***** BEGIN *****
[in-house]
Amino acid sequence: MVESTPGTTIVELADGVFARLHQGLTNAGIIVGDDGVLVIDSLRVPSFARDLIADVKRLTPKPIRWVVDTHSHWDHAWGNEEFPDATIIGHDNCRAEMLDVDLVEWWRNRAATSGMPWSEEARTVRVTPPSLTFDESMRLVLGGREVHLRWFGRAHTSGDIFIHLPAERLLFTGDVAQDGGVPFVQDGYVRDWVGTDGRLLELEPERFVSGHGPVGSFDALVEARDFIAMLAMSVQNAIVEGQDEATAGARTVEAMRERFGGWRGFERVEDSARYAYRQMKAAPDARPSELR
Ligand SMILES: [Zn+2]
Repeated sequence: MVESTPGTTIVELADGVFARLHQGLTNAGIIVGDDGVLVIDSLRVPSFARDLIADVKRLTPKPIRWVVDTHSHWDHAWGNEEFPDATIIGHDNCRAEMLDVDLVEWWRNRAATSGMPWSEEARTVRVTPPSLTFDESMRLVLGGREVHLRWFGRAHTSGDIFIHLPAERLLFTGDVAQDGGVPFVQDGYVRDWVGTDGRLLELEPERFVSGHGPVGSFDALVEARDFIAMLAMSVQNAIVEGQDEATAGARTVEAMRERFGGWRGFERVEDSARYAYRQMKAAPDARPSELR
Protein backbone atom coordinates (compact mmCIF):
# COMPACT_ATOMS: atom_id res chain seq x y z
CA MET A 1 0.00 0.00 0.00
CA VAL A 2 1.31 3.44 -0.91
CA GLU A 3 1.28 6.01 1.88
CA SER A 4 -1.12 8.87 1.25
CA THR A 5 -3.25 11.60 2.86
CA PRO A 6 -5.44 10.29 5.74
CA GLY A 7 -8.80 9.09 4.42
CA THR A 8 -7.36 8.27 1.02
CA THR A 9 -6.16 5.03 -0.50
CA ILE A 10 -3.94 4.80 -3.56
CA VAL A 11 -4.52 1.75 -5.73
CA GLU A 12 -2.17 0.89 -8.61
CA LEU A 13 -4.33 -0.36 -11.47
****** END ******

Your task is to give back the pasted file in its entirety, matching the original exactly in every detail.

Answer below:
[in-house]
Amino acid sequence: MVESTPGTTIVELADGVFARLHQGLTNAGIIVGDDGVLVIDSLRVPSFARDLIADVKRLTPKPIRWVVDTHSHWDHAWGNEEFPDATIIGHDNCRAEMLDVDLVEWWRNRAATSGMPWSEEARTVRVTPPSLTFDESMRLVLGGREVHLRWFGRAHTSGDIFIHLPAERLLFTGDVAQDGGVPFVQDGYVRDWVGTDGRLLELEPERFVSGHGPVGSFDALVEARDFIAMLAMSVQNAIVEGQDEATAGARTVEAMRERFGGWRGFERVEDSARYAYRQMKAAPDARPSELR
Ligand SMILES: [Zn+2]
Repeated sequence: MVESTPGTTIVELADGVFARLHQGLTNAGIIVGDDGVLVIDSLRVPSFARDLIADVKRLTPKPIRWVVDTHSHWDHAWGNEEFPDATIIGHDNCRAEMLDVDLVEWWRNRAATSGMPWSEEARTVRVTPPSLTFDESMRLVLGGREVHLRWFGRAHTSGDIFIHLPAERLLFTGDVAQDGGVPFVQDGYVRDWVGTDGRLLELEPERFVSGHGPVGSFDALVEARDFIAMLAMSVQNAIVEGQDEATAGARTVEAMRERFGGWRGFERVEDSARYAYRQMKAAPDARPSELR
Protein backbone atom coordinates (compact mmCIF):
# COMPACT_ATOMS: atom_id res chain seq x y z
CA MET A 1 0.00 0.00 0.00
CA VAL A 2 1.31 3.44 -0.91
CA GLU A 3 1.28 6.01 1.88
CA SER A 4 -1.12 8.87 1.25
CA THR A 5 -3.25 11.60 2.86
CA PRO A 6 -5.44 10.29 5.74
CA GLY A 7 -8.80 9.09 4.42
CA THR A 8 -7.36 8.27 1.02
CA THR A 9 -6.16 5.03 -0.50
CA ILE A 10 -3.94 4.80 -3.56
CA VAL A 11 -4.52 1.75 -5.73
CA GLU A 12 -2.17 0.89 -8.61
CA LEU A 13 -4.33 -0.36 -11.47